Early John Wayne Films Directed by John Ford
There is a suggestion in a number of Wayne filmographies that his first appearance in a John Ford film was as an extra in the silent Mother Machree, released in 1928. The film, however, was actually shot in 1926 but held back for release until 1928 whilst the studio, the Fox Corporation, added sound effects to incorporate the new requirement for sound. According to a number of biographies on both Wayne and John Ford, the young actor did actually appear in the film, but only by accident when, working as a prop man, he wandered in front of the camera whilst sweeping the studio floor. As only about 30 minutes of footage at the most still survives from Mother Machree it’s hard to determine if Wayne is featured as an extra so I guess the jury is still out on that one.
His next acting credit in a Ford film is Four Sons, which was released in 1928, also featuring sound effects and a small line of dialogue. Again, there is some dispute as to whether Wayne featured in the film itself as he was apparently still working in the props department. The first definitive appearance of a young John Wayne in a Ford film is in Hangman’s House, also released in 1928, indicating how prolific Ford was back in the early days. Wayne actually gets to appear twice in this film. He can be seen quite clearly as a condemned man swinging from a noose in a flashback sequence. His second appearance is as a rather over-enthusiastic horse racing fan who tears down a fence when cheering on the winning horse. One filmography also claims he appears in Ford’s The Black Watch, the director’s first full-sound film but again there doesn’t appear to be any photographic evidence to back that claim up.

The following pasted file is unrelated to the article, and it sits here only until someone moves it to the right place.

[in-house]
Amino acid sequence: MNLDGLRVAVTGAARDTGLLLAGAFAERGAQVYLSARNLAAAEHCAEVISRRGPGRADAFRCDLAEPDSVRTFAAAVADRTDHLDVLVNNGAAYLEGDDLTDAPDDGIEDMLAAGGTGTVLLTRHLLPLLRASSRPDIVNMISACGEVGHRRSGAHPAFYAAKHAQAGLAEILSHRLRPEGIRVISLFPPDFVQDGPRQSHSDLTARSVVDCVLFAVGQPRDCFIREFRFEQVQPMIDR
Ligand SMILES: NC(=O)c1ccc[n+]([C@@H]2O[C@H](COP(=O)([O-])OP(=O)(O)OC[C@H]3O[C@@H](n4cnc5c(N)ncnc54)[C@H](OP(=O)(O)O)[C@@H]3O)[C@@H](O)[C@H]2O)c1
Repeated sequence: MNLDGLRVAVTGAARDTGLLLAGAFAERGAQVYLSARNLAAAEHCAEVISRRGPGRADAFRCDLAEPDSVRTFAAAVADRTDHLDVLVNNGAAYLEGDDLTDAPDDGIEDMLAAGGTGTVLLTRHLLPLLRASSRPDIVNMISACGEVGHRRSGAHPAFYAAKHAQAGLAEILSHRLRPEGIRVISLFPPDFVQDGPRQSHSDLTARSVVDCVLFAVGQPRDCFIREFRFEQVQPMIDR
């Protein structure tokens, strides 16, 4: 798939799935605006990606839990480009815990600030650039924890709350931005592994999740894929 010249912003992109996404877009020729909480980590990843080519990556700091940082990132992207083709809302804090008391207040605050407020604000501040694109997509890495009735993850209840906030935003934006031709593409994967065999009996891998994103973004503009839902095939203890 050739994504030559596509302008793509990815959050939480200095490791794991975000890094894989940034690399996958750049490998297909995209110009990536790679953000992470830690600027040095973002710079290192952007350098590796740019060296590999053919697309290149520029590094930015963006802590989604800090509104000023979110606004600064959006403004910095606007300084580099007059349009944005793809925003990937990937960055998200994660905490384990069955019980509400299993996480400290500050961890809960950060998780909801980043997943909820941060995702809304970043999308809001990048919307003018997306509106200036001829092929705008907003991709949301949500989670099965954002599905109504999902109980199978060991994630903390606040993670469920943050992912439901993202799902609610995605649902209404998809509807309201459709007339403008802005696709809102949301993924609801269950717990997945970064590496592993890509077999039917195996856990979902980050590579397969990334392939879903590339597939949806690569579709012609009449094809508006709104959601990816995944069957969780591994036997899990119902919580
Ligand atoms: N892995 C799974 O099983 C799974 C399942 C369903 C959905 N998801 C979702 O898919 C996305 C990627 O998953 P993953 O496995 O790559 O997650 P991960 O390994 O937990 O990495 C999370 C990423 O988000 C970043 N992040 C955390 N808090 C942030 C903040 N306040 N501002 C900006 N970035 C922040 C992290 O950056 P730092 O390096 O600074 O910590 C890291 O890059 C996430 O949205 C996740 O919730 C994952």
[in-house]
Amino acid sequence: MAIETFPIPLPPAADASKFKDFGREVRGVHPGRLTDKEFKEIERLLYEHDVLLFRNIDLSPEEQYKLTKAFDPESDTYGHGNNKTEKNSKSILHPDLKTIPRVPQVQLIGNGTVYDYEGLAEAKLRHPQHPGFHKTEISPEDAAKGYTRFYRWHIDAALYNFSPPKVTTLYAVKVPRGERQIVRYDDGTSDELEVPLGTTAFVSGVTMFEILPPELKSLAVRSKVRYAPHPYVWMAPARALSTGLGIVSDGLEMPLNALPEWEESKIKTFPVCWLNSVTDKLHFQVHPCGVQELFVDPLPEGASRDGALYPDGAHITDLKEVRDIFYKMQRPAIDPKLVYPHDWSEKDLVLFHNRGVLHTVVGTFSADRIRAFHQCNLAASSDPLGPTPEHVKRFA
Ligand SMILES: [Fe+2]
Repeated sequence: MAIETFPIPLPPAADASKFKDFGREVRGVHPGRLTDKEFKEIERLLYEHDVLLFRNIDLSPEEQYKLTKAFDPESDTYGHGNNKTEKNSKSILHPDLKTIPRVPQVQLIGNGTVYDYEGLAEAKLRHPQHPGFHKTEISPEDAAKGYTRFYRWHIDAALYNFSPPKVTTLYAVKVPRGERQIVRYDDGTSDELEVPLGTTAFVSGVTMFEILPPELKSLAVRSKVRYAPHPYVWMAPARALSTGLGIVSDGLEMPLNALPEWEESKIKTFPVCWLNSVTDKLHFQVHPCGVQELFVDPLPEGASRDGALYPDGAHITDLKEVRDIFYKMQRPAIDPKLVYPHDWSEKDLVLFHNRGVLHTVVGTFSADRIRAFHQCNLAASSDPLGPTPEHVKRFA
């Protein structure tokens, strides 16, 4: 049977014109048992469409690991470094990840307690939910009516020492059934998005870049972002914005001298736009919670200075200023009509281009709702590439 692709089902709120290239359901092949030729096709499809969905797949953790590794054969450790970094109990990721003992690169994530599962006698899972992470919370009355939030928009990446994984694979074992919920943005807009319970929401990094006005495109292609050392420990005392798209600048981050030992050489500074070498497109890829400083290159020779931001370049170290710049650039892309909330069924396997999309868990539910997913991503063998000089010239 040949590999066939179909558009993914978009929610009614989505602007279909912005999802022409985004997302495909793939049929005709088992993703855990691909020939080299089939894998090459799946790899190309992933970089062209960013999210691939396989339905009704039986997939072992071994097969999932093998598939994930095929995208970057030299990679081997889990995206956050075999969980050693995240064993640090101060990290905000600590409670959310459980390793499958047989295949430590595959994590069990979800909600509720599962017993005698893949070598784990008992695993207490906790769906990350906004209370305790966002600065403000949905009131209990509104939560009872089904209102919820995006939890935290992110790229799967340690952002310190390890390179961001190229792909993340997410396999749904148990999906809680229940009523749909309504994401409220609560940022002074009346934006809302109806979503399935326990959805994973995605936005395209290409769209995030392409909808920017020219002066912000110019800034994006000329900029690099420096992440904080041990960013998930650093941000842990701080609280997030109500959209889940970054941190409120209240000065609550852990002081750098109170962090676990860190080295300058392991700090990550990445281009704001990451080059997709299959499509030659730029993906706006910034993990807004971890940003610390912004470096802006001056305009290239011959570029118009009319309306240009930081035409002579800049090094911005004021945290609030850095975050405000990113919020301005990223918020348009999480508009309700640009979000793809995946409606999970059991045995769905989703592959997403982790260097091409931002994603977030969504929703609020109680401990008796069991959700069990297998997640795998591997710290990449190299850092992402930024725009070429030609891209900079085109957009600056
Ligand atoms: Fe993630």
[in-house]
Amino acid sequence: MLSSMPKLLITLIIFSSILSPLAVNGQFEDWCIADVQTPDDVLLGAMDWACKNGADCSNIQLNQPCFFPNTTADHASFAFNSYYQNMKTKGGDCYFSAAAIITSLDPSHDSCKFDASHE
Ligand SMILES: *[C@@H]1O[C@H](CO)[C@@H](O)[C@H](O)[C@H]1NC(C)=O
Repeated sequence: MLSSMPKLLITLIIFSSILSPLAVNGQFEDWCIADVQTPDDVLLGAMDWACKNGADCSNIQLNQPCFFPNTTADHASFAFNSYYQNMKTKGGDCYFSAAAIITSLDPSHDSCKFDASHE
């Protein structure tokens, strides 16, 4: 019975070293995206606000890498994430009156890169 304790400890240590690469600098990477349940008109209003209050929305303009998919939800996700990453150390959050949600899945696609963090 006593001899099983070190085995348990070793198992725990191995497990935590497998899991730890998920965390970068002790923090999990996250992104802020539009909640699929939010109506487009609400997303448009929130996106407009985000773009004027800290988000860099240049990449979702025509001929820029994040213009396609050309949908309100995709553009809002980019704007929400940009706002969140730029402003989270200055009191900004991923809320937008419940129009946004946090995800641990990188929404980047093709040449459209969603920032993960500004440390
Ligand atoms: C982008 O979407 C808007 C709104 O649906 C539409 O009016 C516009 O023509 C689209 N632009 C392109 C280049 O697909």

His first speaking part in a John Ford film is as a bullying naval cadet in Salute, released in 1929. A year later Wayne appears in what was interestingly the only sequel Ford ever made, Men Without Women, a submarine drama featuring characters from the earlier Salute, although there’s no evidence Wayne plays the same role in both films as he is not actually credited in the cast list for any of these early Ford films. This also applies to his work as an extra in Born Reckless, directed by Ford and released in 1930. It would not be until 1939 that John Wayne received an official acting credit in any Ford film, in this case the awesome classic western Stagecoach.
The rest, as they say, is history.